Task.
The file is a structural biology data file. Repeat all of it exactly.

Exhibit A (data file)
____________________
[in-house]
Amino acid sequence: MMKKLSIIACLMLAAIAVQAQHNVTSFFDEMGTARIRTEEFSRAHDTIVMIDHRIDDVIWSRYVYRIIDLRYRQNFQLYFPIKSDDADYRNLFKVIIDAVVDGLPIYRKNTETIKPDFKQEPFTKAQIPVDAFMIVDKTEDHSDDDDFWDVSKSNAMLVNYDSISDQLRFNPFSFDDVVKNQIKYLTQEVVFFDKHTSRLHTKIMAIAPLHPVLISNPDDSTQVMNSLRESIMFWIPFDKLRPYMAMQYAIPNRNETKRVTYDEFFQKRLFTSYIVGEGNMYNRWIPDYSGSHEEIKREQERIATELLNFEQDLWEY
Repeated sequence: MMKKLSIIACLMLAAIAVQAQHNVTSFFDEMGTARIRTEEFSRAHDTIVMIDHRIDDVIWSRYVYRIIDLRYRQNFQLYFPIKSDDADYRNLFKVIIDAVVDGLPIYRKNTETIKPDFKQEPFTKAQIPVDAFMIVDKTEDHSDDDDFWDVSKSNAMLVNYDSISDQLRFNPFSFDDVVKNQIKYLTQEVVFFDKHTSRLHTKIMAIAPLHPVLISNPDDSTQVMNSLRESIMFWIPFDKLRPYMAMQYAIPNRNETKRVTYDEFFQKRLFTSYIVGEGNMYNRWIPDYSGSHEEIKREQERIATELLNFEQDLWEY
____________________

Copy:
[in-house]
Amino acid sequence: MMKKLSIIACLMLAAIAVQAQHNVTSFFDEMGTARIRTEEFSRAHDTIVMIDHRIDDVIWSRYVYRIIDLRYRQNFQLYFPIKSDDADYRNLFKVIIDAVVDGLPIYRKNTETIKPDFKQEPFTKAQIPVDAFMIVDKTEDHSDDDDFWDVSKSNAMLVNYDSISDQLRFNPFSFDDVVKNQIKYLTQEVVFFDKHTSRLHTKIMAIAPLHPVLISNPDDSTQVMNSLRESIMFWIPFDKLRPYMAMQYAIPNRNETKRVTYDEFFQKRLFTSYIVGEGNMYNRWIPDYSGSHEEIKREQERIATELLNFEQDLWEY
Repeated sequence: MMKKLSIIACLMLAAIAVQAQHNVTSFFDEMGTARIRTEEFSRAHDTIVMIDHRIDDVIWSRYVYRIIDLRYRQNFQLYFPIKSDDADYRNLFKVIIDAVVDGLPIYRKNTETIKPDFKQEPFTKAQIPVDAFMIVDKTEDHSDDDDFWDVSKSNAMLVNYDSISDQLRFNPFSFDDVVKNQIKYLTQEVVFFDKHTSRLHTKIMAIAPLHPVLISNPDDSTQVMNSLRESIMFWIPFDKLRPYMAMQYAIPNRNETKRVTYDEFFQKRLFTSYIVGEGNMYNRWIPDYSGSHEEIKREQERIATELLNFEQDLWEY